I’ve just returned from a thoroughly engaging evening discussing skeptical and rational thought (it started with an examination of Osteopathy). I had injected my mature-age-graduate self into the more undergraduate-leaning student club beautifully entitled “The ANU League of Godlessness” (clearly I could not resist gravitating to such a club). The discussion that followed, over drinks, with one or two members wound its way to a discussion about logical thought more generally and how arguments can be constructed (and abused). Wonderful stuff!

What I loved was just how fascinating the world of philosophy and the brain can be. The intersections of logic and psychology and how we live as humans is intriguing, and we did get on to things like gambling and how that works not just in principle, but in operation.

After such discussions, I always come away enlivened, but also just a little concerned. Why are these things so fascinating to me, why do I like not just talking and thinking about them, but also reading about them and delving deeper.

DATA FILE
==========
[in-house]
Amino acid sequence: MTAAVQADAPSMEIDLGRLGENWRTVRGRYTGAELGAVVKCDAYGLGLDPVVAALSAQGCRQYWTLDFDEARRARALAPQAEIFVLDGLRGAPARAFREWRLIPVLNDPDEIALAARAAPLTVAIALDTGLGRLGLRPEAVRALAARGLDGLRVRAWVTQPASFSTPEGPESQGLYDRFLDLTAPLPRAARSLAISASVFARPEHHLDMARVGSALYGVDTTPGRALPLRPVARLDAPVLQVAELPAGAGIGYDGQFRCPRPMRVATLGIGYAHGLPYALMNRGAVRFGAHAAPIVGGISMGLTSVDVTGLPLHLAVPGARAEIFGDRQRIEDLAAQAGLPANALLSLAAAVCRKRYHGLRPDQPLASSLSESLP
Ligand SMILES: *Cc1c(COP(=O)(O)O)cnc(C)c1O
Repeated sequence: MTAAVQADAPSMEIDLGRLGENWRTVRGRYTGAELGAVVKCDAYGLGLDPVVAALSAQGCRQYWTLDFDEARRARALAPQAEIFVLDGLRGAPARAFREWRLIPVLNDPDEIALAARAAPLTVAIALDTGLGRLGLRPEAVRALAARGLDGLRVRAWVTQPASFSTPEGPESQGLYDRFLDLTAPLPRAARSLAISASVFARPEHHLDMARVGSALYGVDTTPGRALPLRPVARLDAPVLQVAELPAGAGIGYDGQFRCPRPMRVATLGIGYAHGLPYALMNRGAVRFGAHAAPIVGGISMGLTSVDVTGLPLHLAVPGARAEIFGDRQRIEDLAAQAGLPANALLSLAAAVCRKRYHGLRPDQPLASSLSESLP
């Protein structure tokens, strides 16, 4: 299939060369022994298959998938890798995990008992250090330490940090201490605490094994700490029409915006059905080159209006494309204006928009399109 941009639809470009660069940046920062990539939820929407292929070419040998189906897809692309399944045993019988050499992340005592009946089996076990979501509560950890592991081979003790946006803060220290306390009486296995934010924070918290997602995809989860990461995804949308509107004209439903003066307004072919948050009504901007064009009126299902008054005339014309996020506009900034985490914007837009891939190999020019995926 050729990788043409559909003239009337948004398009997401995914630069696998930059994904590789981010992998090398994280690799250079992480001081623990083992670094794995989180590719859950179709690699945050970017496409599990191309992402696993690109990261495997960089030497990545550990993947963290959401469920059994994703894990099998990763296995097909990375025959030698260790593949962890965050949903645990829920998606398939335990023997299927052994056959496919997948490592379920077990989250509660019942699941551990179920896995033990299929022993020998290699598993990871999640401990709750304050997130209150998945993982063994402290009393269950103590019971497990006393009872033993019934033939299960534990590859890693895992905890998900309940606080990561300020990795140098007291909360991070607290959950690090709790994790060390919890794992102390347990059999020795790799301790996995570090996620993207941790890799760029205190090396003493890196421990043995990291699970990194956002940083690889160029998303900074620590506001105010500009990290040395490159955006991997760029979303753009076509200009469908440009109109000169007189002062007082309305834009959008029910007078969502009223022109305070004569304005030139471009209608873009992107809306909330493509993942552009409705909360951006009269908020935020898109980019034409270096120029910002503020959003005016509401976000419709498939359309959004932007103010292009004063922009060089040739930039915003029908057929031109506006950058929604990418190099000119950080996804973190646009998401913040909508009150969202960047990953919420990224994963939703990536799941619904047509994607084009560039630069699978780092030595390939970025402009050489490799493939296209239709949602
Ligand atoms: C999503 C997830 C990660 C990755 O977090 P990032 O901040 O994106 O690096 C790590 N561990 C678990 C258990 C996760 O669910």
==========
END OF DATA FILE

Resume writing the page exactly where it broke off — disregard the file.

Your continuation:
Why, in other words, am I engaged in geological research, a quite different field? Why do I not seek out popular science in geology (not that there is much) and tend to go for other realms of science and philosophy? Why aren’t I in philosophy, or biology, or physics (leaving aside my questionable skill in mathematics)?

So I have questions for the scientists of you: Have you ever questioned your motivations and desires in your own field? Have you ever been depressed about your research and sought greener pastures over the fence? How many of you have done something about that and actually changed?


Perhaps its just this goddamned paper I’m trying to write.

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